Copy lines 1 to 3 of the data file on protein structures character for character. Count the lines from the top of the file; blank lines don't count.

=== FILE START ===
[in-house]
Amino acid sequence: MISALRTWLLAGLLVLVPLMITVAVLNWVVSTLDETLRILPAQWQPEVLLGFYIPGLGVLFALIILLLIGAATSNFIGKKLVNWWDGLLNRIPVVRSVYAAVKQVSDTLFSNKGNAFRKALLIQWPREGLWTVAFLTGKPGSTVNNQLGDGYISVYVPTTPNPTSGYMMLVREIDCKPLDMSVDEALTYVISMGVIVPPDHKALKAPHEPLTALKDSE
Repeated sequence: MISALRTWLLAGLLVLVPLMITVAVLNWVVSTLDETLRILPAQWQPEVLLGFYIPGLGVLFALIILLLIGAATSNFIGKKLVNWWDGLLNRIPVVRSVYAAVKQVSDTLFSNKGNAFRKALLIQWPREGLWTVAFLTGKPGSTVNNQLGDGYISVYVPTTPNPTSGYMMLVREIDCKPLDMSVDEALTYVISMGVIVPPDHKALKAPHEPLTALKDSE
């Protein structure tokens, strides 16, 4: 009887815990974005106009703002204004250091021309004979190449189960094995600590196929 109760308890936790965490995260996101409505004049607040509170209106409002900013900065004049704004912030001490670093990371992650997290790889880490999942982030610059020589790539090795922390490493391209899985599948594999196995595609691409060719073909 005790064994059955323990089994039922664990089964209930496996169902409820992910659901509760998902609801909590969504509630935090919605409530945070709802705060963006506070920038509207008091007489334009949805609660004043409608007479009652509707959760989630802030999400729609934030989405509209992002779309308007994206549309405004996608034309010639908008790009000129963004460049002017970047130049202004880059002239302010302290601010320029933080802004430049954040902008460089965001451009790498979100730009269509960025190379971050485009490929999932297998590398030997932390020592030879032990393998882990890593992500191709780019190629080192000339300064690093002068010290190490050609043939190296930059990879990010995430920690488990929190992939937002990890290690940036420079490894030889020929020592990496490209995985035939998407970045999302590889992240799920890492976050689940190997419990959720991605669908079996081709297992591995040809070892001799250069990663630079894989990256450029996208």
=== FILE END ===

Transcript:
[in-house]
Amino acid sequence: MISALRTWLLAGLLVLVPLMITVAVLNWVVSTLDETLRILPAQWQPEVLLGFYIPGLGVLFALIILLLIGAATSNFIGKKLVNWWDGLLNRIPVVRSVYAAVKQVSDTLFSNKGNAFRKALLIQWPREGLWTVAFLTGKPGSTVNNQLGDGYISVYVPTTPNPTSGYMMLVREIDCKPLDMSVDEALTYVISMGVIVPPDHKALKAPHEPLTALKDSE
Repeated sequence: MISALRTWLLAGLLVLVPLMITVAVLNWVVSTLDETLRILPAQWQPEVLLGFYIPGLGVLFALIILLLIGAATSNFIGKKLVNWWDGLLNRIPVVRSVYAAVKQVSDTLFSNKGNAFRKALLIQWPREGLWTVAFLTGKPGSTVNNQLGDGYISVYVPTTPNPTSGYMMLVREIDCKPLDMSVDEALTYVISMGVIVPPDHKALKAPHEPLTALKDSE